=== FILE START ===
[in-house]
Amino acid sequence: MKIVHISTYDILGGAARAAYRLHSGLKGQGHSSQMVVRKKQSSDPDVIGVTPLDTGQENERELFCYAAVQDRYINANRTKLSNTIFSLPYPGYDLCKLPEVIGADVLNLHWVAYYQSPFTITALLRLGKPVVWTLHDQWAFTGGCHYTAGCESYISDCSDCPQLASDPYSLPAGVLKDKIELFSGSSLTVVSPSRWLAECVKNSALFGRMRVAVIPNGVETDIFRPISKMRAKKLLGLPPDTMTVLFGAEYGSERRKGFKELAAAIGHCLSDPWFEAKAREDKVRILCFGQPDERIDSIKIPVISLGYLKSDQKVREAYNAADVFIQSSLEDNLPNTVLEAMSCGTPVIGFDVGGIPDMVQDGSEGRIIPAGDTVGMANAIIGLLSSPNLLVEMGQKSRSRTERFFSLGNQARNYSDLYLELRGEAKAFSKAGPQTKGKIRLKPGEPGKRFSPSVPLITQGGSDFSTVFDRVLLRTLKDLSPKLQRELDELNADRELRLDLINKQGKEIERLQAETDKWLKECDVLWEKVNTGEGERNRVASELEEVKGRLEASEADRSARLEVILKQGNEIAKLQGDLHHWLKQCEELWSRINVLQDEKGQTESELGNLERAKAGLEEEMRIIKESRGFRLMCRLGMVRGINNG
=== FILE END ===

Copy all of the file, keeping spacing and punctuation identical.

[in-house]
Amino acid sequence: MKIVHISTYDILGGAARAAYRLHSGLKGQGHSSQMVVRKKQSSDPDVIGVTPLDTGQENERELFCYAAVQDRYINANRTKLSNTIFSLPYPGYDLCKLPEVIGADVLNLHWVAYYQSPFTITALLRLGKPVVWTLHDQWAFTGGCHYTAGCESYISDCSDCPQLASDPYSLPAGVLKDKIELFSGSSLTVVSPSRWLAECVKNSALFGRMRVAVIPNGVETDIFRPISKMRAKKLLGLPPDTMTVLFGAEYGSERRKGFKELAAAIGHCLSDPWFEAKAREDKVRILCFGQPDERIDSIKIPVISLGYLKSDQKVREAYNAADVFIQSSLEDNLPNTVLEAMSCGTPVIGFDVGGIPDMVQDGSEGRIIPAGDTVGMANAIIGLLSSPNLLVEMGQKSRSRTERFFSLGNQARNYSDLYLELRGEAKAFSKAGPQTKGKIRLKPGEPGKRFSPSVPLITQGGSDFSTVFDRVLLRTLKDLSPKLQRELDELNADRELRLDLINKQGKEIERLQAETDKWLKECDVLWEKVNTGEGERNRVASELEEVKGRLEASEADRSARLEVILKQGNEIAKLQGDLHHWLKQCEELWSRINVLQDEKGQTESELGNLERAKAGLEEEMRIIKESRGFRLMCRLGMVRGINNG